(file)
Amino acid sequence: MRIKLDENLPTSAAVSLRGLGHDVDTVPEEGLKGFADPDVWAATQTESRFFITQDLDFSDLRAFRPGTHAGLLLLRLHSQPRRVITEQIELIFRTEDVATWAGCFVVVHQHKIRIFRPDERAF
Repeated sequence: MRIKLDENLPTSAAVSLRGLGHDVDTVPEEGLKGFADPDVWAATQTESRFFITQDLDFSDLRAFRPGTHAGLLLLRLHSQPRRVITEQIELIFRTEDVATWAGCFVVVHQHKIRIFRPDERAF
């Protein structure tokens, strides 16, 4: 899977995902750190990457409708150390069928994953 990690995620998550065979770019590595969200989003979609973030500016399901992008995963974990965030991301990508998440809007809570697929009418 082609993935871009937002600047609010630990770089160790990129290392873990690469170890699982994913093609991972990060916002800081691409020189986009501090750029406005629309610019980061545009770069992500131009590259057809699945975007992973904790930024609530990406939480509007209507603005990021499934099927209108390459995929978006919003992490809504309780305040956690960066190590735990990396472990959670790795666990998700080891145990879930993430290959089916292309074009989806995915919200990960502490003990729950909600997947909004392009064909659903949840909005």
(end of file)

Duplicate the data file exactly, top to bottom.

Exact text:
Amino acid sequence: MRIKLDENLPTSAAVSLRGLGHDVDTVPEEGLKGFADPDVWAATQTESRFFITQDLDFSDLRAFRPGTHAGLLLLRLHSQPRRVITEQIELIFRTEDVATWAGCFVVVHQHKIRIFRPDERAF
Repeated sequence: MRIKLDENLPTSAAVSLRGLGHDVDTVPEEGLKGFADPDVWAATQTESRFFITQDLDFSDLRAFRPGTHAGLLLLRLHSQPRRVITEQIELIFRTEDVATWAGCFVVVHQHKIRIFRPDERAF
């Protein structure tokens, strides 16, 4: 899977995902750190990457409708150390069928994953 990690995620998550065979770019590595969200989003979609973030500016399901992008995963974990965030991301990508998440809007809570697929009418 082609993935871009937002600047609010630990770089160790990129290392873990690469170890699982994913093609991972990060916002800081691409020189986009501090750029406005629309610019980061545009770069992500131009590259057809699945975007992973904790930024609530990406939480509007209507603005990021499934099927209108390459995929978006919003992490809504309780305040956690960066190590735990990396472990959670790795666990998700080891145990879930993430290959089916292309074009989806995915919200990960502490003990729950909600997947909004392009064909659903949840909005």